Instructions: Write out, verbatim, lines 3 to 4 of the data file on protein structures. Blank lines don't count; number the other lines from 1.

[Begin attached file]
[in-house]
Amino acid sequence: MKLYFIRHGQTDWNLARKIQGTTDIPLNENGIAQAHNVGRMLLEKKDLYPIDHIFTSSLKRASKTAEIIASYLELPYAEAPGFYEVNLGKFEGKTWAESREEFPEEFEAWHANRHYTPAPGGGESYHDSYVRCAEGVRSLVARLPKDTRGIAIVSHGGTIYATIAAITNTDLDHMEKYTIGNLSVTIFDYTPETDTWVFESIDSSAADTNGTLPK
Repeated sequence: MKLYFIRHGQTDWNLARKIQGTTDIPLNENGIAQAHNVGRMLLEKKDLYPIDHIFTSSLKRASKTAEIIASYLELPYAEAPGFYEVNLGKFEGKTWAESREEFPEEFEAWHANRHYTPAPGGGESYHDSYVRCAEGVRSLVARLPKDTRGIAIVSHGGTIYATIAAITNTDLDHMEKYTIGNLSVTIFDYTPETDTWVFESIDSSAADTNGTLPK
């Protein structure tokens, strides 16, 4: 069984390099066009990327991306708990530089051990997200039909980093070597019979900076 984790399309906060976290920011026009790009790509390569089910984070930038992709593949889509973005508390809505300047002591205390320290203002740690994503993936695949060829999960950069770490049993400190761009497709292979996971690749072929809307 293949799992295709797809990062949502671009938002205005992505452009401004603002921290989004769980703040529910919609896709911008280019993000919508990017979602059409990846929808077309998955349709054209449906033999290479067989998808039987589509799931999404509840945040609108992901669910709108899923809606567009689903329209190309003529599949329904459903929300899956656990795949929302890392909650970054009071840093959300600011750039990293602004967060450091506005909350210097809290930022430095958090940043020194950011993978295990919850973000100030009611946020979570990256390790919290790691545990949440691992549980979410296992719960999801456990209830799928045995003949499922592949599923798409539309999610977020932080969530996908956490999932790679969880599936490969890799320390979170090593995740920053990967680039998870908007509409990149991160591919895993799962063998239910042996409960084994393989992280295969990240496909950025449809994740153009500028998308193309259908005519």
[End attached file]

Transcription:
Repeated sequence: MKLYFIRHGQTDWNLARKIQGTTDIPLNENGIAQAHNVGRMLLEKKDLYPIDHIFTSSLKRASKTAEIIASYLELPYAEAPGFYEVNLGKFEGKTWAESREEFPEEFEAWHANRHYTPAPGGGESYHDSYVRCAEGVRSLVARLPKDTRGIAIVSHGGTIYATIAAITNTDLDHMEKYTIGNLSVTIFDYTPETDTWVFESIDSSAADTNGTLPK
């Protein structure tokens, strides 16, 4: 069984390099066009990327991306708990530089051990997200039909980093070597019979900076 984790399309906060976290920011026009790009790509390569089910984070930038992709593949889509973005508390809505300047002591205390320290203002740690994503993936695949060829999960950069770490049993400190761009497709292979996971690749072929809307 293949799992295709797809990062949502671009938002205005992505452009401004603002921290989004769980703040529910919609896709911008280019993000919508990017979602059409990846929808077309998955349709054209449906033999290479067989998808039987589509799931999404509840945040609108992901669910709108899923809606567009689903329209190309003529599949329904459903929300899956656990795949929302890392909650970054009071840093959300600011750039990293602004967060450091506005909350210097809290930022430095958090940043020194950011993978295990919850973000100030009611946020979570990256390790919290790691545990949440691992549980979410296992719960999801456990209830799928045995003949499922592949599923798409539309999610977020932080969530996908956490999932790679969880599936490969890799320390979170090593995740920053990967680039998870908007509409990149991160591919895993799962063998239910042996409960084994393989992280295969990240496909950025449809994740153009500028998308193309259908005519």